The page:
Labels: ,

StumbleUpon Toolbar Stumble It!

Wednesday, August 15, 2007

The Decalogue (Krysztof Kieslowski, 1989)

Why have I been such a deadbeat blogger? Aside from that pervasive ennui, it's been mostly because I've been involved with all ten hours of Kieslowski's The Decalogue, ten one-hour films, each that deal with a different commandment. Kubrick said this collection of films was the only masterpiece he'd ever seen in his life. That's quite a reputation to live up to. And while I wasn't droolingly in love with these films, I also wasn't as impatient as I was afraid of after the first two. Instead of writing about each film, or trying to talk about them as a whole, I've picked out my three favorites.

Decalogue 5: Thou shalt not kill. Kieslowski's only overt political statement of the series lies in this anti-death penalty piece. Instead of giving a total picture of a murderer, we see the few hours before the crime, during which the young man is mostly silent and isolated, but tries to reach out to the outside world (throwing the food at the little girls, to their delight) with little success. The crime is done, then the film cuts to after the trial, right before the execution. There is an idealistic young lawyer who has his whole livelihood put into question through the verdict, and the young killer who just wants to be buried in his family's plot. An incredibly realistic, humane portrait of the justice system. There are no judgements on Kieslowski's parts, just facts and people.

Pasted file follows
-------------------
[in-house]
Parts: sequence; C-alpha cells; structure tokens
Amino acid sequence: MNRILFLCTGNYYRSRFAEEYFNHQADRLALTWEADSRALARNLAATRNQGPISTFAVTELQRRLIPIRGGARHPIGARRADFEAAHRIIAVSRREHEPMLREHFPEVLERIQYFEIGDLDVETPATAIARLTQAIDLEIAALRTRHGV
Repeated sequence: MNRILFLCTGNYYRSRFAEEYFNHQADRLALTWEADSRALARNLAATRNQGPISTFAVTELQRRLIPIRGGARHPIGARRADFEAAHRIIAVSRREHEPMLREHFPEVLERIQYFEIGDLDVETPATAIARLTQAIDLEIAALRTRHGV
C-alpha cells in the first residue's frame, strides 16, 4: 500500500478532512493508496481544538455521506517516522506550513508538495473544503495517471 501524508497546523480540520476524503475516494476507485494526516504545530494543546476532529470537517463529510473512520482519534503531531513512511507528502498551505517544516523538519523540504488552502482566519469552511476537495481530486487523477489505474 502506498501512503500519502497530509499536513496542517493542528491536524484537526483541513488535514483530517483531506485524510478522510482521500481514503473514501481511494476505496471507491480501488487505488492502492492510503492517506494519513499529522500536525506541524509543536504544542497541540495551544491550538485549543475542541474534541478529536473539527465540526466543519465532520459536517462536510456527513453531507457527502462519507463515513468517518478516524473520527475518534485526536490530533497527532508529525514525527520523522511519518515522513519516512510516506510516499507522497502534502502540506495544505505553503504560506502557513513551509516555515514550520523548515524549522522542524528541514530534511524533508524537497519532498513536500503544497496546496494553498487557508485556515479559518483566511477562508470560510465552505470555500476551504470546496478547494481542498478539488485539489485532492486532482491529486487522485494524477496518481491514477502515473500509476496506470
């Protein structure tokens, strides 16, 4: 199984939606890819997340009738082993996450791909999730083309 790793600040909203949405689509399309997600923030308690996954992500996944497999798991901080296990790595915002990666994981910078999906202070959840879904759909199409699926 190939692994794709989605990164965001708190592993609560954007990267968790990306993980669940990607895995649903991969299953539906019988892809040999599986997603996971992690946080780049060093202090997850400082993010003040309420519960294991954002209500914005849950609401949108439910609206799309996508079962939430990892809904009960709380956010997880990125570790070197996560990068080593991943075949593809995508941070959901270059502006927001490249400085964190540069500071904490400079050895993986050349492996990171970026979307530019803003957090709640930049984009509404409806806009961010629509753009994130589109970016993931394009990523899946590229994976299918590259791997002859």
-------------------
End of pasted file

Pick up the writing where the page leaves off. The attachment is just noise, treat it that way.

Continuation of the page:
Decalogue 6: Thou shalt not commit adultery. Along with part 5, part 6 was made by Kieslowski into a slightly longer film for foreign distribution; I can see why, as these two are the parts with the most universal storylines. A young man spies obsessively on his neighbor and falls in love with her. When he finally gets his chance to be with her, he realizes love (or lust) isn't as ideal as he had thought. Kieslowski uses a potentially creepy situation to illuminate the fact that life is almost never what we think, which can be both a good and a bad thing. The acting in this one is the best of any of the films, provoking empathy on my part.

Decalogue 8: Thou shalt not bear false witness against thy neighbor. Perusing the imdb message boards (a frequent vice of mine), I found that part 8 is generally the least favorite of those who have seen the series. I think the story is the most compelling, for certain: an ethics professor is confronted by a ghost from her past, the grown-up version of the little girl who she sent to almost certain death during the Nazi occupation. Most of the tales are surprisingly optimistic at their ends (Kieslowski sees the glass as half-full!), but none more than this one. The two women talk, and the professor gains peace of mind, as she had always wondered what happened to that little girl, and the visitor regains confidence in the good intentions of mankind. I was struck by how the moment portrayed in the film was definitely the defining moment of both characters' lives, trumping that moment forty years ago.

And that's the best part of Kieslowski's Decalogue: it leaves you with hope for mankind, as well as giving you a reason and new way with which to look inward. While to me, it certainly isn't the masterpiece Kubrick said it was, it is still an impressive monument to philosophical film that should be seen; perhaps you, like me, might want to take it over several weeks, though.

Labels: ,

StumbleUpon Toolbar Stumble It!